This Protein Could Be the Next Hot Sugar Alternative

Cole Saladino/Thrillist

It's no secret that too much sugar can make you die early from heart problems, cause you to gain weight, develop insulin resistance or diabetes, and basically ruin your life from the inside out. Thankfully, artificial sweeteners offer a low- or no-calorie alternative, so you can satisfy your sweet tooth safely… right?  

Sorry, folks, those have potential negative health effects, too. That they can cause the same crappy effects as the regular old kind is a cruel joke -- "tastes worse, isn't better for you" isn't exactly an appealing promotional slogan.  

Does this mean you have to relegate yourself to a teaspoon of sugar in our coffee, and avoid soda? While the answer is probably "yes" to both of those, scientists have been working on a curious fruit protein that could be the natural, no-calorie sweet substitute that usually only exists in our collective imagination.

The future of sweet might just be a protein called brazzein

Brazzein is a protein that comes from the fruit of a tropical West African plant called oubli, more formally known as Pentadiplandra brazzeana. Natives and wildlife have consumed oubli fruit on the regular for as long as they've been around, but since Western scientists rediscovered the fruit in the mid-'80s, it's drawn considerable attention for its protein-based sweetness.

In the decades after brazzein was isolated in 1994, though, it's proven difficult to produce enough of the stuff to make it available on a commercial scale. Gotta get those dollars, right? Beyond the profit motive is a health interest; a calorie-free, natural sweetener could be a godsend for people with diabetes, and any way to reduce the Western reliance on refined sugars may help alleviate the costs associated with diseases like obesity.

That may have just changed: Scientists have just figured out how to churn out a much higher yield of brazzein using yeast, which means it's one step closer to your kitchen table.

So where can I buy brazzein?

The process of producing and extracting brazzein is one of the major downfalls of the sweetener. Being difficult to extract and produce means that those costs are going to be passed down to the consumer, and the challenges of production have already burned one company that thought it had nearly had a product ready for market two years ago.

There's good news, though. The recent discovery makes production much more efficient, and brazzein typically tests around 2,000 times more sweet than regular old sugar, meaning you have to use far less to have the same happy effects. On top of that, MB Group USA claims its brazzein-based zero-calorie sweetener, called MiraSweet, is "coming soon," though if you're really desperate you could ask for a chance to buy some ahead of schedule.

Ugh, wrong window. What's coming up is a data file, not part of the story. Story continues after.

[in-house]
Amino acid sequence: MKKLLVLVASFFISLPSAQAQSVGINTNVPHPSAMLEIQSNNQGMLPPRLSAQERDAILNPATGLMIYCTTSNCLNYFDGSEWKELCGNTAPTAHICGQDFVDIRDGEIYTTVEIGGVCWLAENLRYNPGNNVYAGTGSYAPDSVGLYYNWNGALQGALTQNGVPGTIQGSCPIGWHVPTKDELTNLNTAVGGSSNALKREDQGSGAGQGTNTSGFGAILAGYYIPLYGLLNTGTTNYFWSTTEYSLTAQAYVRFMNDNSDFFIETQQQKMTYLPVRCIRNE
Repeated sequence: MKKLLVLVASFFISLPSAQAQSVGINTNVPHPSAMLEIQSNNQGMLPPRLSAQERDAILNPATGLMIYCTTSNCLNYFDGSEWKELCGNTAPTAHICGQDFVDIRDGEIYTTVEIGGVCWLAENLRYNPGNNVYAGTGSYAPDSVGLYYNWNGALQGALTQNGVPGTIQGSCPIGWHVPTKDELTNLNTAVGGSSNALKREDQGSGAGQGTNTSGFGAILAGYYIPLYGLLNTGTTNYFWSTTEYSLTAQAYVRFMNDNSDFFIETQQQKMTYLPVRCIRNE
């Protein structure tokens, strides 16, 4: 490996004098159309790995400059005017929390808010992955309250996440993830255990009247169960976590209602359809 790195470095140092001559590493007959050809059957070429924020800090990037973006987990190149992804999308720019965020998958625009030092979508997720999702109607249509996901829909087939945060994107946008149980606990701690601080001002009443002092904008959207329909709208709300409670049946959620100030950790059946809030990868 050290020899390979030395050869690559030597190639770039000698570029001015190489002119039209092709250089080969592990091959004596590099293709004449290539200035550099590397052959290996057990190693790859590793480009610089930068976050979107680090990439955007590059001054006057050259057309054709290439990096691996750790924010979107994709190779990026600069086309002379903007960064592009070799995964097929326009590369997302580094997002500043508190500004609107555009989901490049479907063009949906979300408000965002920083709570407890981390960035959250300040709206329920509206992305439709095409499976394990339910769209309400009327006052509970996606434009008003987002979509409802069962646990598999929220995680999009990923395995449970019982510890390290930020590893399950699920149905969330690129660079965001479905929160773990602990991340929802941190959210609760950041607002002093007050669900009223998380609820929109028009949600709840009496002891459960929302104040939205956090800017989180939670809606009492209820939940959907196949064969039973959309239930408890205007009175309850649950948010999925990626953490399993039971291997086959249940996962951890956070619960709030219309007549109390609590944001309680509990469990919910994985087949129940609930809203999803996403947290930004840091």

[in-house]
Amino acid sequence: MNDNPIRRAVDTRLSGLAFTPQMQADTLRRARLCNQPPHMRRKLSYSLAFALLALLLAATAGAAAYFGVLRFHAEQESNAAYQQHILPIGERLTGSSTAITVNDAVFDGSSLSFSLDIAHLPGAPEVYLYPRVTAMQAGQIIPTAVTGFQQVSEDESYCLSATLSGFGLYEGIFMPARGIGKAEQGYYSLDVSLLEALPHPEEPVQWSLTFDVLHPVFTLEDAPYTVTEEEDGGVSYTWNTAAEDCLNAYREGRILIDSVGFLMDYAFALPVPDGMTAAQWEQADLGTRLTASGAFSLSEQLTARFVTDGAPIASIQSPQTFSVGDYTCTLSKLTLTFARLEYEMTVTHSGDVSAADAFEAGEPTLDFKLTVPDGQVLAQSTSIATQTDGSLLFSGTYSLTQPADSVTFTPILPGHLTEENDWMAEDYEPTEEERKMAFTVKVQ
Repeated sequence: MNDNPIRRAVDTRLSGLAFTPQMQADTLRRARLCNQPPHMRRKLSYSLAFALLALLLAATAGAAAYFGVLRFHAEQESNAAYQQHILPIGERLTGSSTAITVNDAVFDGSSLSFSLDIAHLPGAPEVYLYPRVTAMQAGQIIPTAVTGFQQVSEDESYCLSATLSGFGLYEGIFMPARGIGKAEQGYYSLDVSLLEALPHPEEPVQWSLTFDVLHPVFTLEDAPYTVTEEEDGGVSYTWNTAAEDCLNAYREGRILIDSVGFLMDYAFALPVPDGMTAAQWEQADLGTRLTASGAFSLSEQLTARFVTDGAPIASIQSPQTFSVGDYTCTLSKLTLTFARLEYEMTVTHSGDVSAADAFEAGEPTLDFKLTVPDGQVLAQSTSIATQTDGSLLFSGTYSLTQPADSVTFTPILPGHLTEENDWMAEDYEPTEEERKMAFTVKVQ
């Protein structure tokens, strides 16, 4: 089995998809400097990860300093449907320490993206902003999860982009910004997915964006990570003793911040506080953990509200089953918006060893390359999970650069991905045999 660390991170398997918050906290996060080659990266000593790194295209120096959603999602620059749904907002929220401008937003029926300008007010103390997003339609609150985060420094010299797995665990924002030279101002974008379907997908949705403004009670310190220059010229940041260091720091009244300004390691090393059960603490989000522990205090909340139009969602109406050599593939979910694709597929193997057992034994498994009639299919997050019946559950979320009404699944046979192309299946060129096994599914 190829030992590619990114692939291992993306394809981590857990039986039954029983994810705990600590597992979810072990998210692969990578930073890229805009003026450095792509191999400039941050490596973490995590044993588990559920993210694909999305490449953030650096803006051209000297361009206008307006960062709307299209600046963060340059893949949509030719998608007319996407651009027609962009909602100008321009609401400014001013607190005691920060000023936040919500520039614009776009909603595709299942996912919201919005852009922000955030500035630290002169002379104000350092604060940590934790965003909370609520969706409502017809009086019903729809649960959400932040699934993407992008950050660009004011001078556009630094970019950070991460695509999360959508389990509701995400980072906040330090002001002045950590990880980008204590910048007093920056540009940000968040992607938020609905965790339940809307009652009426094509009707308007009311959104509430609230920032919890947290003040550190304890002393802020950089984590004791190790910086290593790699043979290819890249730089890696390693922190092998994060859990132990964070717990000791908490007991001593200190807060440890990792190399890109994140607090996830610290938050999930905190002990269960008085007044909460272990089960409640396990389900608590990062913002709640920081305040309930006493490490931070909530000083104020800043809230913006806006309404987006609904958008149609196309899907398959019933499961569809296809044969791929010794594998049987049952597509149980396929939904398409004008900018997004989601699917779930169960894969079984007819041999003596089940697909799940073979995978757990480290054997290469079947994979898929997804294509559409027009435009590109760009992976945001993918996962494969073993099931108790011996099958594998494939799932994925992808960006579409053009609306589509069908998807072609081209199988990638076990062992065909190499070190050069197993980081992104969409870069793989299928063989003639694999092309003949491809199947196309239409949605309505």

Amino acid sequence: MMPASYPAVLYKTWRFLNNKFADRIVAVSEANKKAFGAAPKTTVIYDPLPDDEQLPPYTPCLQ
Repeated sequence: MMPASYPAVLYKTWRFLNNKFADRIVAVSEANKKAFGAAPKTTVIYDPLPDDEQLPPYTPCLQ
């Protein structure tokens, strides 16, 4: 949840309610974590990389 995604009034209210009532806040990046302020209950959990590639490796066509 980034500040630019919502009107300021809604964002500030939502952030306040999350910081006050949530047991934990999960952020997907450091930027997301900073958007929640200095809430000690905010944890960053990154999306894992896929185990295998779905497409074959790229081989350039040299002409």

Why is this a big deal?

If you want to make a food or drink sweet, right now you basically have two options: sugar or chemicals. Stevia made waves a few years ago, but commercial versions of it are still highly processed. Brazzein -- which advocates say is closer in flavor to regular old sucrose more than stevia products -- may help America kick its sugar habit for good, though it'll probably take some time for it to happen. As another advantage over artificial sweeteners, the fact that brazzein comes from a fruit people have eaten for years means safety isn't likely to be a concern.

Dr. Adrienne Youdim, a specialist in medical nutritional therapy and medical weight loss, agrees that this is a quality step in the right direction, especially as more and more people are shying away from carb-laden sweeteners (in other words, sugar) and artificial ones. "Brazzein is an attractive alternative, as it is a protein that has been used for years by indigenous peoples, thereby vetting its applicability and safety," she notes.

So, while you're not likely to see a brazzein shaker anytime soon at your local coffee shop, you may be able to buy some for your home soon. Who knows? It may help get us one step closer to solving the whole sugar-heart-disease-diabetes-obesity-early-death problem.

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Monica Beyer is a writer who's looking to get her hands on some brazzein. Know anyone? Follow her @monicabeyer.